Monty Python's Spamalot: A musical adaptation of Monty Python and the Holy Grail, the hilarious 1975 film based on the legend of King Arthur. Presented by Broadway Theatre, it runs through June 23 at Welk Theatre in Escondido. broadwayvista.com
Barefoot in the Park: A free-spirited woman and a retrained man are New York City newlyweds and struggling with their differences. Through June 30 at Patio Playhouse in Escondido. patioplayhouse.com
The Divine Sister: A bawdy parody of wholesome 1960s-era movies reveals what secrets lie within St. Veronica's convent school. Through June 30 at Diversionary Theatre in University Heights. diversionary.org
Fiddler on the Roof: The romantic notions of a workingclass Russian Jew's daughters are a total pain in his traditional butt. Through June 30 at Lamb's Players Theatre in Coronado. lambsplayers.org
Extraordinary Chambers: An American executive brings his wife on a business trip to Cambodia as that country deals with the aftermath of the Khmer Rouge regime's crimes against humanity. Presented by Mo'olelo Performing Arts Company, it runs through June 30 at 10th Avenue Theatre, Downtown. moolelo.net
His Girl Friday: In an adaptation of the 1940 film, a reporter planning to leave the business is convinced by her editor and ex-husband to stay in the game for one last scoop. Through June 30 at La Jolla Playhouse. lajollaplayhouse.org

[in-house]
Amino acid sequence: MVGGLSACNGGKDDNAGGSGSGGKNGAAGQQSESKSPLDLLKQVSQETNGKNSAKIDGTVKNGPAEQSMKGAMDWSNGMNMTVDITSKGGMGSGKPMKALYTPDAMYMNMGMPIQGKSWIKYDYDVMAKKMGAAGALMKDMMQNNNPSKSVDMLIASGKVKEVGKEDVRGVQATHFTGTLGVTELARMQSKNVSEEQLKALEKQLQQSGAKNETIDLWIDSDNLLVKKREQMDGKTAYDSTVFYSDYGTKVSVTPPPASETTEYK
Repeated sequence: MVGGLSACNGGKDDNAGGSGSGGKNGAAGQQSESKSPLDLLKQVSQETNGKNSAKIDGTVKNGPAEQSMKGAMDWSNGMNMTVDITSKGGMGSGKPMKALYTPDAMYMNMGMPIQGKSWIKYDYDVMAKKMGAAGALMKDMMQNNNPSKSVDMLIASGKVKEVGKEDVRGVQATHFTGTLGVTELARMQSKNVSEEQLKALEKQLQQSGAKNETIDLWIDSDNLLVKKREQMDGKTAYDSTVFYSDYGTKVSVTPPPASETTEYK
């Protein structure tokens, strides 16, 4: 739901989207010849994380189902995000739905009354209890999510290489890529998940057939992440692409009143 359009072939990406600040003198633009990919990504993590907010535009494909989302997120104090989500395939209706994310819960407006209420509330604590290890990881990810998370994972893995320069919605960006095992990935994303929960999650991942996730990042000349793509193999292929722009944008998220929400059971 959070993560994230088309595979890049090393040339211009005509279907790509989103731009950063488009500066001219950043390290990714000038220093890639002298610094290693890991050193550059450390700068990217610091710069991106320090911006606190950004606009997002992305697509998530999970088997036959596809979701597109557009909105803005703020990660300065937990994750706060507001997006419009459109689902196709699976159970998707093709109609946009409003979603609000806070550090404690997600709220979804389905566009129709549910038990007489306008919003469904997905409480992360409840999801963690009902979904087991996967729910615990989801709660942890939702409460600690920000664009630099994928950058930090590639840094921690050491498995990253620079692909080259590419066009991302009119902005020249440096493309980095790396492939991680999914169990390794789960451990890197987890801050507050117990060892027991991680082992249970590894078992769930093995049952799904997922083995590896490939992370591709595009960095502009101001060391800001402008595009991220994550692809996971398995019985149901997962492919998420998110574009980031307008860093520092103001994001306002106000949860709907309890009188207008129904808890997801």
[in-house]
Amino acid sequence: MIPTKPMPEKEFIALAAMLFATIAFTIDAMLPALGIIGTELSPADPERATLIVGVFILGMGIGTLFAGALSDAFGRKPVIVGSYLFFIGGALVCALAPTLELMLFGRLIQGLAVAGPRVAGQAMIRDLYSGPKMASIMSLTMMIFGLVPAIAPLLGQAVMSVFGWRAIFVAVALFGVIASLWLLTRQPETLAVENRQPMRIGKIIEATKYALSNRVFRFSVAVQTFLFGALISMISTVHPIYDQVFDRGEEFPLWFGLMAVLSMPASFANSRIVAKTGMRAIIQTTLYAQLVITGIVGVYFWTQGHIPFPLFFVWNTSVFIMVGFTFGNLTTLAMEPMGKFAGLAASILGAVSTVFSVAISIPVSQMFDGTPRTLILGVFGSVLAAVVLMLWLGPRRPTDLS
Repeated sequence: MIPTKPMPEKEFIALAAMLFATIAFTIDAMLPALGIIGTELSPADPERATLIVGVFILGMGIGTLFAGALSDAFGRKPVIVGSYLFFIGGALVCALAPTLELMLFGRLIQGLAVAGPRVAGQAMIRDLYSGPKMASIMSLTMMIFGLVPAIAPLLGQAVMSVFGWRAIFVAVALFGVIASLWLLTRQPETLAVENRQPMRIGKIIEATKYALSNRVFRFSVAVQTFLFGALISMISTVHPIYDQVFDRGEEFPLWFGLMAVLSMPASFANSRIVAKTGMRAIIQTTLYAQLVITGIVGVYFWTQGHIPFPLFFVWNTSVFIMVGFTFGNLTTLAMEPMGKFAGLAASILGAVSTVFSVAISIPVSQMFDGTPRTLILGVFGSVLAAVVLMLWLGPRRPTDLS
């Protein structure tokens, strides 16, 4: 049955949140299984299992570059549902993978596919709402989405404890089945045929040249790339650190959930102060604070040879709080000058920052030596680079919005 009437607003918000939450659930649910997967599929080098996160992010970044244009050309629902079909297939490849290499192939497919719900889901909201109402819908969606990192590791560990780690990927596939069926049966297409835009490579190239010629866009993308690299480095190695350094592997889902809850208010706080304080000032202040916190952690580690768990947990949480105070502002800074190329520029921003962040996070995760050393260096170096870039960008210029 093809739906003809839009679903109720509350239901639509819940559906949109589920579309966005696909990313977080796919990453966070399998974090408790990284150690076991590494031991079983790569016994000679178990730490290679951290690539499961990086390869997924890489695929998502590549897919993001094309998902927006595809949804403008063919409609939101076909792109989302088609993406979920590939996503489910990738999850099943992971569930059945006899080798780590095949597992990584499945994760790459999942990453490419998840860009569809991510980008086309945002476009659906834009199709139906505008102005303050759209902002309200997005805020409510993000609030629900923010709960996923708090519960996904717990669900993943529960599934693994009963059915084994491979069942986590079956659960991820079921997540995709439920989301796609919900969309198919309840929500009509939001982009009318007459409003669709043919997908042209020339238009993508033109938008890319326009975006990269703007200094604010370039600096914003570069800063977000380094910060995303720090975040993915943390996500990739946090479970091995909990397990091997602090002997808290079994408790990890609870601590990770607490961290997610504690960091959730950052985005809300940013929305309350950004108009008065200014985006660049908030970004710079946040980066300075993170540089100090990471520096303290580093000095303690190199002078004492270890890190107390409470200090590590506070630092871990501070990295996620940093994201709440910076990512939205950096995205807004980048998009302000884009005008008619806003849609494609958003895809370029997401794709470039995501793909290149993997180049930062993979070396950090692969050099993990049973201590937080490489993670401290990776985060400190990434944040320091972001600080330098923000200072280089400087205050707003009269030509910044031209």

Accomplice San Diego: A different kind of theater happening—part play, part game—courtesy of La Jolla Playhouse's Without Walls program: Audience members arrive in Little Italy and experience the play around them as they walk through the neighborhood and respond to clues provided to them. Runs through July 7. Find details at lajollaplayhouse.org.
In the Heat of the Night: Ion Theatre Company closes its seventh season with the theatrical version of the 1965 novel, 1968 movie and 1988-1992 TV series about racism and criminal justice in the South. Through July 13 at BLKBOX Theatre in Hillcrest. iontheatre.com
miXtape: Generation X was torn between disillusionment and hope in this cavalcade of music from the 1980s. Produced by Lamb's Players Theatre, it runs through July 28 at the Horton Grand Theatre, Downtown. lambsplayers.org
Rosencrantz and Guildenstern are Dead: Tom Stoppard's existentialist play turns two minor characters in Shakespeare's Hamlet into lead characters. Through Sept. 26 at The Old Globe Theatre in Balboa Park. oldglobe.org
The Merchant of Venice: Shakespeare's play, about a man who borrows money to court a woman, gave us the terms "shylock" and "a pound of flesh." Through Sept. 28 at The Old Globe Theatre in Balboa Park. oldglobe.org
A Midsummer Night's Dream: A Greek forest is alive with fairies, magic potions and the pursuit of love in the opener of The Old Globe's summer Shakespeare Festival. Through Sept. 29 at The Old Globe Theatre in Balboa Park. oldglobe.org
Crime Pays: A radio game show with dastardly overtones, served up with dinner, is presented by Mystery Cafe at Imperial House restaurant in Bankers Hill. mysterycafe.net